I've discovered a strange performance problem: replacing a daxpy() call with daxpby() significantly degrades program scalability. I've written a simple test case (hopefully attached) which shows that, while daxpy() performance increases as I increase the number of threads, daxpby() performance remains completely unchanged. It's as if daxpby() isn't parallelized!
I'm using dense, aligned, million-element vectors of doubles. The vectors are uninitialized, but that shouldn't matter, and I'm using the same vectors for both calls.
I see the same behavior with mkl_2013.0.079 and mkl_2013_sp1.1.106.
Here's my program's output:
Threads=1; 1450.095253 daxpy() calls/sec
Threads=1; 1391.271988 daxpby() calls/sec
Threads=2; 2810.048711 daxpy() calls/sec
Threads=2; 1387.726834 daxpby() calls/sec
Threads=3; 4056.252211 daxpy() calls/sec
Threads=3; 1371.165840 daxpby() calls/sec
Threads=4; 5288.407756 daxpy() calls/sec
Threads=4; 1390.385973 daxpby() calls/sec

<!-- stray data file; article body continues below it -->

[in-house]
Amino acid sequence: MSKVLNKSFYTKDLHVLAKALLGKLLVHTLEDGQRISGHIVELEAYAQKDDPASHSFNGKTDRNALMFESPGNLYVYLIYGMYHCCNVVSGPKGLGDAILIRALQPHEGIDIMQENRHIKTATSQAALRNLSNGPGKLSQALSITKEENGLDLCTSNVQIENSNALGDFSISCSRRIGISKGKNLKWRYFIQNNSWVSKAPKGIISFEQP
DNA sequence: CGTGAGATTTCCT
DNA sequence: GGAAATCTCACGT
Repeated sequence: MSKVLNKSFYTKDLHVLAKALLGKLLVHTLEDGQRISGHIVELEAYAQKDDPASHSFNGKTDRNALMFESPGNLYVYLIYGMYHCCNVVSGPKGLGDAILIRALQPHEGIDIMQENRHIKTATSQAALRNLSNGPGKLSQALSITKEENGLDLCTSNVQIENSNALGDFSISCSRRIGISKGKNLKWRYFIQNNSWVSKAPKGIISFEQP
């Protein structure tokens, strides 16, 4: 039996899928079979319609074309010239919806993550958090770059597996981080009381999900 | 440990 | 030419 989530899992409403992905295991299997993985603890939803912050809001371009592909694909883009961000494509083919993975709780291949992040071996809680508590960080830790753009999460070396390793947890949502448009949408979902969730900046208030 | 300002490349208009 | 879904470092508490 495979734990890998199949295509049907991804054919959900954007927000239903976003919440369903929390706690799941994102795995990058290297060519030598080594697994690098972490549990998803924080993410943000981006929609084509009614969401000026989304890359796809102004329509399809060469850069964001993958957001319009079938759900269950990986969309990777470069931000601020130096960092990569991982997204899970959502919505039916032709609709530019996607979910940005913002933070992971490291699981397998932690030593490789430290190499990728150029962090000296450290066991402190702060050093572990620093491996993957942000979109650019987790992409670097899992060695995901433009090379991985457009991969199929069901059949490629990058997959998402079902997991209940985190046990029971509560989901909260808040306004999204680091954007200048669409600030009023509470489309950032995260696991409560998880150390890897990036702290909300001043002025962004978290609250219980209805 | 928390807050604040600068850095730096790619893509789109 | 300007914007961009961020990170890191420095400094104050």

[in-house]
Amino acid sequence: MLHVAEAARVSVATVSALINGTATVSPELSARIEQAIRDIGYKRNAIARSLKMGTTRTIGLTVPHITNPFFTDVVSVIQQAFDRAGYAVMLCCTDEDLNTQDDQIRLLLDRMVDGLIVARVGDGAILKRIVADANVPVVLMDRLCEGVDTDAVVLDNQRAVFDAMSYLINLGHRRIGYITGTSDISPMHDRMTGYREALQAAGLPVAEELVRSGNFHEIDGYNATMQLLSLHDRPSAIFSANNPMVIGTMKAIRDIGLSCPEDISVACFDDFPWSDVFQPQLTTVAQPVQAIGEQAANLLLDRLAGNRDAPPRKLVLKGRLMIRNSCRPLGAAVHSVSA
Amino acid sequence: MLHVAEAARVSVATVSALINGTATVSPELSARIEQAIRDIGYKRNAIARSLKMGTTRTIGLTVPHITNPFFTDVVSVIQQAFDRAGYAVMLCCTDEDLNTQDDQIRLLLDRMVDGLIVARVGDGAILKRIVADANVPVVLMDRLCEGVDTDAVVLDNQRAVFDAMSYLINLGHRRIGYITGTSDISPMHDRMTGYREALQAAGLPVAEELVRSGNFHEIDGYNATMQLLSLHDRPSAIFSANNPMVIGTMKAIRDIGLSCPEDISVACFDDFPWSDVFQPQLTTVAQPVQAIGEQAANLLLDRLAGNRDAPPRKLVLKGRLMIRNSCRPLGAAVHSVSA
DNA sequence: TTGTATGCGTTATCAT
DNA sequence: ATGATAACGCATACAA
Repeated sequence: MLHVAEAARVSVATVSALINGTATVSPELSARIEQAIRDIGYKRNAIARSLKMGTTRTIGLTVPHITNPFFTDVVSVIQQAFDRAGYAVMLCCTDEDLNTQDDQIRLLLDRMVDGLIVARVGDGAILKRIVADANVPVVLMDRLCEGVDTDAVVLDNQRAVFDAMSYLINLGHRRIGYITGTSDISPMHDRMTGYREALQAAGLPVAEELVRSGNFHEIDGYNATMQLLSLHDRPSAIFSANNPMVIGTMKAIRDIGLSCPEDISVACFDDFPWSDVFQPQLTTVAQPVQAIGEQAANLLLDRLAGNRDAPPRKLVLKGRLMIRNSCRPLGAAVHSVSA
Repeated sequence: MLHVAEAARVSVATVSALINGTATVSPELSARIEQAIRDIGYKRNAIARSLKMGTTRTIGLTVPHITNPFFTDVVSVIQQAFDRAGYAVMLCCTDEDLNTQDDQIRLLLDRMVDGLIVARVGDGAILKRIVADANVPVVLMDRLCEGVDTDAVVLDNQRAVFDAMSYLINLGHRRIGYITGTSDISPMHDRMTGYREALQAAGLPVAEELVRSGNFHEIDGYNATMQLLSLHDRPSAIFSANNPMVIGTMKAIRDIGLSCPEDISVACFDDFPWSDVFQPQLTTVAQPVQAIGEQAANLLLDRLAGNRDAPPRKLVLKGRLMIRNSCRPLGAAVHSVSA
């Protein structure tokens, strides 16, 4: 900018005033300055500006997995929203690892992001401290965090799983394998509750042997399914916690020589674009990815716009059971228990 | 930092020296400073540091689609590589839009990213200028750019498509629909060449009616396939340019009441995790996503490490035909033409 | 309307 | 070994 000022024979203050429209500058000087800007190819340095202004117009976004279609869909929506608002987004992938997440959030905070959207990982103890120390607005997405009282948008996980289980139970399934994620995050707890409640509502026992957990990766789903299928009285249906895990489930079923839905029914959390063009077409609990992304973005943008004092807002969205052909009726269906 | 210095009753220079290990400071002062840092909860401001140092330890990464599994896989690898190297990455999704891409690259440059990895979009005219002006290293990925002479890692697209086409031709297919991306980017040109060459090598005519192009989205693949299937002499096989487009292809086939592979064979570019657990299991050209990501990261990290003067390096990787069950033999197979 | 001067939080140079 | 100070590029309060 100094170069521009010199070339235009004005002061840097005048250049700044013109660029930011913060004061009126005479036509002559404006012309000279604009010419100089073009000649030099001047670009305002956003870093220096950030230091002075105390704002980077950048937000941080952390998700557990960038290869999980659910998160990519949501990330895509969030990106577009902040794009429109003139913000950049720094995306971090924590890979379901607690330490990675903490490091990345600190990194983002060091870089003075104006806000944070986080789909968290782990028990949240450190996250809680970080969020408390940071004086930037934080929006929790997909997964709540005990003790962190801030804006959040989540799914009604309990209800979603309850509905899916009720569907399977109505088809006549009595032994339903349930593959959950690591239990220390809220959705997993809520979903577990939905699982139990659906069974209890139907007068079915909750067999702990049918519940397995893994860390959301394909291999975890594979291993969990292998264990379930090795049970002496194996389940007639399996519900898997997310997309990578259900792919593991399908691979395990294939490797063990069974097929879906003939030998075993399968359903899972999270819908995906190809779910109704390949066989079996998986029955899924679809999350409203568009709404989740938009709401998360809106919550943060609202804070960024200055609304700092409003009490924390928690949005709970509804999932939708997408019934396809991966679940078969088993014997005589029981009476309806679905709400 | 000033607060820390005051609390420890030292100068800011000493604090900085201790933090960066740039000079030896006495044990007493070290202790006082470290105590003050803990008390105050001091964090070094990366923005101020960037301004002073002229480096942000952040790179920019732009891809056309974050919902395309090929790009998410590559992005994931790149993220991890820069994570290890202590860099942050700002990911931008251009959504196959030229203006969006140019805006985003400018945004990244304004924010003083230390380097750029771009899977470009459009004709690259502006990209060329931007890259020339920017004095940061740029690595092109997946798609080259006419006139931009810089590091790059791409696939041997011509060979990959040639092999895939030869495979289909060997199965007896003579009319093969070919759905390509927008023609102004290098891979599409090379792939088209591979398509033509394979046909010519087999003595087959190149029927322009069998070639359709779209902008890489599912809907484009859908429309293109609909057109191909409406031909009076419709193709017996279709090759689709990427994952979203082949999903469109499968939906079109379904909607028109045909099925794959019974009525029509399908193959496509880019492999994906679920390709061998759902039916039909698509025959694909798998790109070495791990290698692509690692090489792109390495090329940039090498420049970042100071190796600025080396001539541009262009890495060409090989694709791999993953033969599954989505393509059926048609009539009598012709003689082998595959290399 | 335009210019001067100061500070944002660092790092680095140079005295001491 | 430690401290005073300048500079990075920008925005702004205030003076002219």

Threads=5; 6248.746533 daxpy() calls/sec
Threads=5; 1394.361390 daxpby() calls/sec
Threads=6; 7418.605490 daxpy() calls/sec
Threads=6; 1388.381384 daxpby() calls/sec
Threads=7; 8796.486642 daxpy() calls/sec
Threads=7; 1384.350895 daxpby() calls/sec
Threads=8; 9896.086698 daxpy() calls/sec
Threads=8; 1387.321742 daxpby() calls/sec
Note that the number of daxpy() calls per second increases as the number of threads increases, while the daxpby() throughput remains constant.
Thanks, Peter, for the reproducer and for bringing this matter to our attention. You are right – daxpy is parallelized, while daxpby is not. We will look into this matter. Any further information you can provide as to use cases (number of elements, number of threads, platforms used, etc.) would be helpful. Thank you!
I've tested this on a 22.214.171.124 Linux Xeon E5-2660 system, a 3.4.63 Linux Xeon X5690 system, and a Xeon Phi coprocessor. All three demonstrated the same problem.
I believe that I can work around the problem by chunking the vector manually, iterating over the chunks in an OpenMP parallel for loop, and calling daxpby for each chunk.
In general, we expect daxpby performance to be identical to daxpy performance when b=1.0, and we expect the performance to scale similarly for b != 1.0. (In fact, I'm a bit surprised that daxpy isn't just a wrapper for daxpby.)